Why I Write

Lots of Christian writers I know have mission statements for their writing. In other words, they’ve articulated for themselves why they write. I confess I have never done this. Never felt the need, though it might just have been that stubborn rebellion I tend to exhibit when being told I “ought” to do something. But during the course of some recent conversations, spoken and written, I stumbled upon the why of my writing. It surprised me–and yet it didn’t.

I write to disciple.

I’d never really thought of it that way before, but there it is. I don’t write to evangelize a non-believer who might happen upon my books, though that would be an awesome outcome. I don’t write to teach history or provide entertainment, though I strive to do both of those things as well. What I do is strive to show how spiritual growth happens, how spiritual truth is lived out in everyday lives, past or present. I pray my words, my stories play some small part of a person’s sanctification process. I hope they befriend, encourage and convict. That they stir dissatisfaction at a current state of being or reveal growth from a previous place, foster meditation on God’s truth and on personal obedience.

This wasn’t always my reason to write. The first two novels I ever finished were all about me, processing things God had done in my life, deep places He’d redeemed. The third novel I wrote was simply out of obedience to God and love for another person, because that person asked me to write that story. And then (I now realize) the shift happened. I wrote a story out of a desire to help another see the pain they were causing to themselves, to say the things from my heart that I had no relational right to say with my mouth.

Looking back, I see that same desire threaded through my three published novels. I recognize the core of my heart’s desire–to pass along what I’ve learned, what I’ve experienced. To keep others from making mistakes I’ve made or witnessed. To pour the Truth out of me and into others. But I’m not the person others seek as a mentor. I don’t speak the things of my heart very well. I do better when I write them. When I show what I mean through a character’s desire and struggle and victory.

And so I write, praying that each plot and sub-plot, each character, major and minor, speaks to someone who flips the pages, leads them into a deeper relationship with the Lord and yields eternal fruit.

16 comments on “Why I Write

  1. Thanks, Anne. I enjoyed reading your thoughts about why you write. Very encouragaing and insightful!

    • Thanks, Carrie. I know we all as writers have different paths the Lord leads us in focusing our writing, it’s just finally kind of nice to recognize what my bent is! 🙂

      And looking very much forward to reading The Governess of Highland Hall. I have it sitting in my stack! 🙂

  2. Anne, thank you for sharing. Each book I read, I take something away from it. I may stop reading and reexamine an area in my life or memory and see how maybe I should have handled it better or it enables me to be ready to handle the next conflict. So, yes your books help your readers. I think they touch more people than you realize. Blessings

    • Thank you, Katrina. That’s how I read books, too–always looking for something to take away from it that I can use in my own life!

    • I love that God calls all of us to different purposes and different audiences. I so respect your heart, Wendy, and am so thankful to call you my friend!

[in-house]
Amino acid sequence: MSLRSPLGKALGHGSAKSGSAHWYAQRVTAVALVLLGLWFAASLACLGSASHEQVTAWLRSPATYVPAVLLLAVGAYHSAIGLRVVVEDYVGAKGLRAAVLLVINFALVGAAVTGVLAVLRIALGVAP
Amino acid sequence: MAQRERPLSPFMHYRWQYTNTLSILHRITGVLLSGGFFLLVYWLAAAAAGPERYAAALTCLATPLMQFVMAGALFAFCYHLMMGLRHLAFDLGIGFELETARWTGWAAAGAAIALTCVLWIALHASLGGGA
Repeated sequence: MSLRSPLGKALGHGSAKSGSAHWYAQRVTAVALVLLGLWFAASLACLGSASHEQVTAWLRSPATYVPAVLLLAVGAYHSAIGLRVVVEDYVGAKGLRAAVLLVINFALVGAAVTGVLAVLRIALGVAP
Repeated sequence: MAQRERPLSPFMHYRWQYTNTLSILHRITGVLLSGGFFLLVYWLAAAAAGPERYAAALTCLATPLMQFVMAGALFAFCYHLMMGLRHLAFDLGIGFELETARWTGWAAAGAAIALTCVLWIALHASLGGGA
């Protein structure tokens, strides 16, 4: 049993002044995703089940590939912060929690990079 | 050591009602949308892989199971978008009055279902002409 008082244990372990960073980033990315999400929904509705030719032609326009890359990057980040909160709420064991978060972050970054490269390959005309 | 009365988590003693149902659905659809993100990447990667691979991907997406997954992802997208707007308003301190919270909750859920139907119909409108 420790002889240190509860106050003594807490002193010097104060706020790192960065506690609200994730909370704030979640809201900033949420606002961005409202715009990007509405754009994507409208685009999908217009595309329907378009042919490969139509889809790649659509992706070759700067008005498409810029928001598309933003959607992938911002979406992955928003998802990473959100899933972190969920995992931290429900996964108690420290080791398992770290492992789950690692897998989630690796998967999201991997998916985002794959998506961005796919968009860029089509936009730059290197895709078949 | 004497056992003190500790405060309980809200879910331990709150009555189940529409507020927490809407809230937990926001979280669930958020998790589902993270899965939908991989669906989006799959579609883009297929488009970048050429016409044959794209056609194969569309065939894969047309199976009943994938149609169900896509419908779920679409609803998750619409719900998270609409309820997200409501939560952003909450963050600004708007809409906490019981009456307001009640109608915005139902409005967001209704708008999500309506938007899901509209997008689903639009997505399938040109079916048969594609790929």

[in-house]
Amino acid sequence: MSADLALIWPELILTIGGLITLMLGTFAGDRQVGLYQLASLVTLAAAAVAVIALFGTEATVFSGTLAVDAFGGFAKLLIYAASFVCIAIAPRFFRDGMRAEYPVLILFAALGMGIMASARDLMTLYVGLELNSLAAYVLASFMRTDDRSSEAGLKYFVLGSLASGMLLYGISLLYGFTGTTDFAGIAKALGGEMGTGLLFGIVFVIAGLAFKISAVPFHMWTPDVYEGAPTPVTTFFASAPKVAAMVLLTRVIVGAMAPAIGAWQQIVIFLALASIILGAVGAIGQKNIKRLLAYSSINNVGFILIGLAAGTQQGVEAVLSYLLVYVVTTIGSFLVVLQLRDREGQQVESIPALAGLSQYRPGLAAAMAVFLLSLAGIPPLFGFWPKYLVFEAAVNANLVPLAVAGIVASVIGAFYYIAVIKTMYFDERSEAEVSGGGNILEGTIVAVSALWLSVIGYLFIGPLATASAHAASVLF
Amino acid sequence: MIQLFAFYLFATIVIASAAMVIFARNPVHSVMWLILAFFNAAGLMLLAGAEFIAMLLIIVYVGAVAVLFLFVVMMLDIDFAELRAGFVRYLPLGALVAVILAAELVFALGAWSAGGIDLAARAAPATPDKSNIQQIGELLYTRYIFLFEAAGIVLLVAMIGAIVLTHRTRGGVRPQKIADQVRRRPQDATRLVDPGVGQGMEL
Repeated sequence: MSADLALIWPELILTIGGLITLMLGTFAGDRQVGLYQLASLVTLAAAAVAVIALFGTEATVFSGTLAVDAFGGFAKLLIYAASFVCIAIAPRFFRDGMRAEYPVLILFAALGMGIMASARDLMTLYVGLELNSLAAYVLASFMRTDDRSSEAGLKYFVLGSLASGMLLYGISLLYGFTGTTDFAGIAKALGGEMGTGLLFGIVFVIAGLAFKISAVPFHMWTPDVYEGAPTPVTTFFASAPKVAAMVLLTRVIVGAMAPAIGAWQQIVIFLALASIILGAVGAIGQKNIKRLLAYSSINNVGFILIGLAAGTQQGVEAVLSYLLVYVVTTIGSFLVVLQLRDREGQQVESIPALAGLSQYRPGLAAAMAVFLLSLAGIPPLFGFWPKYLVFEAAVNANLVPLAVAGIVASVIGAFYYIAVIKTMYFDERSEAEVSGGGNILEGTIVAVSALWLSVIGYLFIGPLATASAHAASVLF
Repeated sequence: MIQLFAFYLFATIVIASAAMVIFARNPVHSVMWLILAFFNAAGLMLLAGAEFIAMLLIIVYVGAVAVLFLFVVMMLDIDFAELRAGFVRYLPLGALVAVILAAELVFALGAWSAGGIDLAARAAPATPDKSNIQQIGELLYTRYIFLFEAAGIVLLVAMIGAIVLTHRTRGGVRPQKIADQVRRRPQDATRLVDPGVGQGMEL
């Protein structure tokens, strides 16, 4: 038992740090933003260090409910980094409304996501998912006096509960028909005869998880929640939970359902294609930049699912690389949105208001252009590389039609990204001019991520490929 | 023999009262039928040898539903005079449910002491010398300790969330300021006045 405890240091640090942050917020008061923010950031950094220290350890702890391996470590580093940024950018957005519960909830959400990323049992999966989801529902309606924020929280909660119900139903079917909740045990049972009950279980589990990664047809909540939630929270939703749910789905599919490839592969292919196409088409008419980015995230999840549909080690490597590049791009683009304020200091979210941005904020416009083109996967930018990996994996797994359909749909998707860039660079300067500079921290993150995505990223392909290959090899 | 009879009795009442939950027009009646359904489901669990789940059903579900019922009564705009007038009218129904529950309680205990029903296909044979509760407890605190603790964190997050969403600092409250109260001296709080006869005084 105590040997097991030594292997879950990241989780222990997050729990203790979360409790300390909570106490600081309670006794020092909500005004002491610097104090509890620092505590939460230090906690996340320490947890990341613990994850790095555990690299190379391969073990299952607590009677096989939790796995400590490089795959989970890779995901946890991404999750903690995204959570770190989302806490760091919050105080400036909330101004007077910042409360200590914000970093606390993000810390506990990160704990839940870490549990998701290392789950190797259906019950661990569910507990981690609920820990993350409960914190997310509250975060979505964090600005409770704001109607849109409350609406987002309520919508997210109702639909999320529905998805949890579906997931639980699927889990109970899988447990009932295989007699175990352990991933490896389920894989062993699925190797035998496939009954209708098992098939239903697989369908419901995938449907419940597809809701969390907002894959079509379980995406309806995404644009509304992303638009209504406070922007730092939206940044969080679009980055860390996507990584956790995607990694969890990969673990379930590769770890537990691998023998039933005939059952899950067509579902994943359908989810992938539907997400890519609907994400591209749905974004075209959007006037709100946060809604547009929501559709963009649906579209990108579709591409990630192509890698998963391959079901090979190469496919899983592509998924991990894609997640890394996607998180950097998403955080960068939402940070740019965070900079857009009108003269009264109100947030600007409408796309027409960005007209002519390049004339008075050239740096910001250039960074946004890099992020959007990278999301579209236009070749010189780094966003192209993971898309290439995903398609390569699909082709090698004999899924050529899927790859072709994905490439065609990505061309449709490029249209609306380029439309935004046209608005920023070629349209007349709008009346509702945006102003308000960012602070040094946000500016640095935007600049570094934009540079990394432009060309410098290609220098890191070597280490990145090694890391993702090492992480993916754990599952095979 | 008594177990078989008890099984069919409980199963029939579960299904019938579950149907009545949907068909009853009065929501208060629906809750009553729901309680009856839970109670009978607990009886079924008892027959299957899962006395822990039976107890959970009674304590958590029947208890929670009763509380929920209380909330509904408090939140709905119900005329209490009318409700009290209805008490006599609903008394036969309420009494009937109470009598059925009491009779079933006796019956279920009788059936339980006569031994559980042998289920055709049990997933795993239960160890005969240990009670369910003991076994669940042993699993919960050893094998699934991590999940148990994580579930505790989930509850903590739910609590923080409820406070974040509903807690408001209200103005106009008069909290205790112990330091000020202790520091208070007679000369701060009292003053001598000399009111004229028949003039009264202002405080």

3. That is exactly why I am driven to write, though the only thing written is poetry from years ago… but in the future it will be to share the truth of Christs love. I had to share this on FB , I would hope that every author calling themselves Christian would write for the same reason but as a reader/reviewer I am seeing that it just isn’t and that is sad. I am so excited , waiting for your book to get here !

    Love you
    Linda Finn
    Faithful Acres Books
    [email protected]

    • Thanks, Linda, for your affirmation, but I do think each Christian writer is called to their own journey in order to reach a different audience. For me, that audience is those who are already walking the path of faith but are seeking to go deeper with the Lord, to win the battles with their flesh and come out a little more like Jesus. But there are Christian writers called to simply plant a seed of redemption and hope in those who do not yet know Jesus. And yes, there are even those called to simply provide Christ-centered entertainment. All are valid reasons to write as long as they are in obedience to what God has called each one to do. 🙂

  4. I love this post 🙂

    And just FYI, I would totally seek you out as a mentor. (Well actually, I kind of already did.) Both in writing and in speech, you are wise, honest and open. Blessed by you and your story!

  5. I really love this! And I confess to smiling when you said you didn’t write a mission statement because of your natural tendency not to do something when someone says you ought to. Haha…that’s so me, to. 🙂

    But yes…you really have such a beautiful reason for writing. As someone who’s read your three novels, I believe you’re accomplishing your mission.

  6. I so thankful you do. You are uniquely placed to speak to an audience that may only hear from your “voice.” Shout your heart in your very quiet way.

    • “Shout your heart in your very quiet way.” Wow. Beautifully expressed. Pondering this idea again today.

  7. How beautiful, Anne! I’m so glad you shared this…and expressed it so well.

    “…to say the things from my heart that I had no relational right to say with my mouth…”

    Love this!

    Thank you!

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